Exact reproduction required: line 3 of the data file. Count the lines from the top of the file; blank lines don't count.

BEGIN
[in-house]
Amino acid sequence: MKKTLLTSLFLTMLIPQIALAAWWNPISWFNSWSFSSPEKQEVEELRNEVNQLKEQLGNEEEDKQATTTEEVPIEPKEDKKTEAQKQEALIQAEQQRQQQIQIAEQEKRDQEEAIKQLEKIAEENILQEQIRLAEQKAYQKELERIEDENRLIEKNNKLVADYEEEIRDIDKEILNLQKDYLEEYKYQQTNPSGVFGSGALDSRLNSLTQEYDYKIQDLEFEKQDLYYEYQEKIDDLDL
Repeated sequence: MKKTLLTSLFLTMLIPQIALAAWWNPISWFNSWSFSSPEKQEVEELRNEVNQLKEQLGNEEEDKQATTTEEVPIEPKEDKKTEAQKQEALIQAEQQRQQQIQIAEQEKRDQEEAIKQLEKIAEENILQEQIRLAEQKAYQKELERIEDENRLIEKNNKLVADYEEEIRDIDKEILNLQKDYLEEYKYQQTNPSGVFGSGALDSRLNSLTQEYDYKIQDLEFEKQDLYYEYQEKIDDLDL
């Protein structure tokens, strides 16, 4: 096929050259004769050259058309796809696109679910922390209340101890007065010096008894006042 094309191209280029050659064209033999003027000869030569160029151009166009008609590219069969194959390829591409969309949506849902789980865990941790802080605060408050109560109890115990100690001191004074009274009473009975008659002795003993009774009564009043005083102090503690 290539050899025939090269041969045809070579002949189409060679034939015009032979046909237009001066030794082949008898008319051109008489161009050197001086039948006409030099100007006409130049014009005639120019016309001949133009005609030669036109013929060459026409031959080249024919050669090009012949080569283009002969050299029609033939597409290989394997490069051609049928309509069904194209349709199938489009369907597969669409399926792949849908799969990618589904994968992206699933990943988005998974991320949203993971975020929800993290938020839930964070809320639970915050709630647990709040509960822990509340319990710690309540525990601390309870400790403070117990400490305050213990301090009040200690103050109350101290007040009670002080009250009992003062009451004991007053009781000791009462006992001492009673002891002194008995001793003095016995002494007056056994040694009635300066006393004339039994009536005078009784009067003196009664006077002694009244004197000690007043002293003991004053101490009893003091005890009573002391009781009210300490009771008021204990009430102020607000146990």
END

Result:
Repeated sequence: MKKTLLTSLFLTMLIPQIALAAWWNPISWFNSWSFSSPEKQEVEELRNEVNQLKEQLGNEEEDKQATTTEEVPIEPKEDKKTEAQKQEALIQAEQQRQQQIQIAEQEKRDQEEAIKQLEKIAEENILQEQIRLAEQKAYQKELERIEDENRLIEKNNKLVADYEEEIRDIDKEILNLQKDYLEEYKYQQTNPSGVFGSGALDSRLNSLTQEYDYKIQDLEFEKQDLYYEYQEKIDDLDL